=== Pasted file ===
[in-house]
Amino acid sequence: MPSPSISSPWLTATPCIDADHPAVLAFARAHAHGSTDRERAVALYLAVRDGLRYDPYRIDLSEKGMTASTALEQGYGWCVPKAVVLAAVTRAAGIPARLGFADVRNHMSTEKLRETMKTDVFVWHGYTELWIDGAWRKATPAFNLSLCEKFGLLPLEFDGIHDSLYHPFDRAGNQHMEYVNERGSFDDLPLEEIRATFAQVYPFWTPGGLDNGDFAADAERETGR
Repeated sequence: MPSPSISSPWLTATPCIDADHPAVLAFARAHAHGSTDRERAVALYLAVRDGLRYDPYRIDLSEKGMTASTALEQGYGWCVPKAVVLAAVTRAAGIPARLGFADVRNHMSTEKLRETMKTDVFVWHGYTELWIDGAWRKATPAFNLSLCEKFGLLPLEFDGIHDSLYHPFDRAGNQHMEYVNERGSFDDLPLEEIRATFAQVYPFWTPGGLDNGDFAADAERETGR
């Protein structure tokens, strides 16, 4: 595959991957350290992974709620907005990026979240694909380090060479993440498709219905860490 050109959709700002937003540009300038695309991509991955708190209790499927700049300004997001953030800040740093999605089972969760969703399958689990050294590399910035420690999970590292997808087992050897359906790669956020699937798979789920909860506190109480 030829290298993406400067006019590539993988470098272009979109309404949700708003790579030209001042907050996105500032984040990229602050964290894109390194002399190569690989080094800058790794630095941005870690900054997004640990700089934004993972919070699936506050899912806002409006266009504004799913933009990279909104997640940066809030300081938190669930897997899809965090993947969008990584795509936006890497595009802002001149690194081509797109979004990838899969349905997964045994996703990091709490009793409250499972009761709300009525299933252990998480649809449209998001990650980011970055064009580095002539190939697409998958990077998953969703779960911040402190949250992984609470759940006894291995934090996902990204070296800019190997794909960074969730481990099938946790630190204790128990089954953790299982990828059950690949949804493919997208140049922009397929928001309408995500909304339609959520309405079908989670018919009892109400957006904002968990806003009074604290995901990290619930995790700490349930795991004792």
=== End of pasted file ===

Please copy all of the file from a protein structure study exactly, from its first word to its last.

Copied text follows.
[in-house]
Amino acid sequence: MPSPSISSPWLTATPCIDADHPAVLAFARAHAHGSTDRERAVALYLAVRDGLRYDPYRIDLSEKGMTASTALEQGYGWCVPKAVVLAAVTRAAGIPARLGFADVRNHMSTEKLRETMKTDVFVWHGYTELWIDGAWRKATPAFNLSLCEKFGLLPLEFDGIHDSLYHPFDRAGNQHMEYVNERGSFDDLPLEEIRATFAQVYPFWTPGGLDNGDFAADAERETGR
Repeated sequence: MPSPSISSPWLTATPCIDADHPAVLAFARAHAHGSTDRERAVALYLAVRDGLRYDPYRIDLSEKGMTASTALEQGYGWCVPKAVVLAAVTRAAGIPARLGFADVRNHMSTEKLRETMKTDVFVWHGYTELWIDGAWRKATPAFNLSLCEKFGLLPLEFDGIHDSLYHPFDRAGNQHMEYVNERGSFDDLPLEEIRATFAQVYPFWTPGGLDNGDFAADAERETGR
């Protein structure tokens, strides 16, 4: 595959991957350290992974709620907005990026979240694909380090060479993440498709219905860490 050109959709700002937003540009300038695309991509991955708190209790499927700049300004997001953030800040740093999605089972969760969703399958689990050294590399910035420690999970590292997808087992050897359906790669956020699937798979789920909860506190109480 030829290298993406400067006019590539993988470098272009979109309404949700708003790579030209001042907050996105500032984040990229602050964290894109390194002399190569690989080094800058790794630095941005870690900054997004640990700089934004993972919070699936506050899912806002409006266009504004799913933009990279909104997640940066809030300081938190669930897997899809965090993947969008990584795509936006890497595009802002001149690194081509797109979004990838899969349905997964045994996703990091709490009793409250499972009761709300009525299933252990998480649809449209998001990650980011970055064009580095002539190939697409998958990077998953969703779960911040402190949250992984609470759940006894291995934090996902990204070296800019190997794909960074969730481990099938946790630190204790128990089954953790299982990828059950690949949804493919997208140049922009397929928001309408995500909304339609959520309405079908989670018919009892109400957006904002968990806003009074604290995901990290619930995790700490349930795991004792």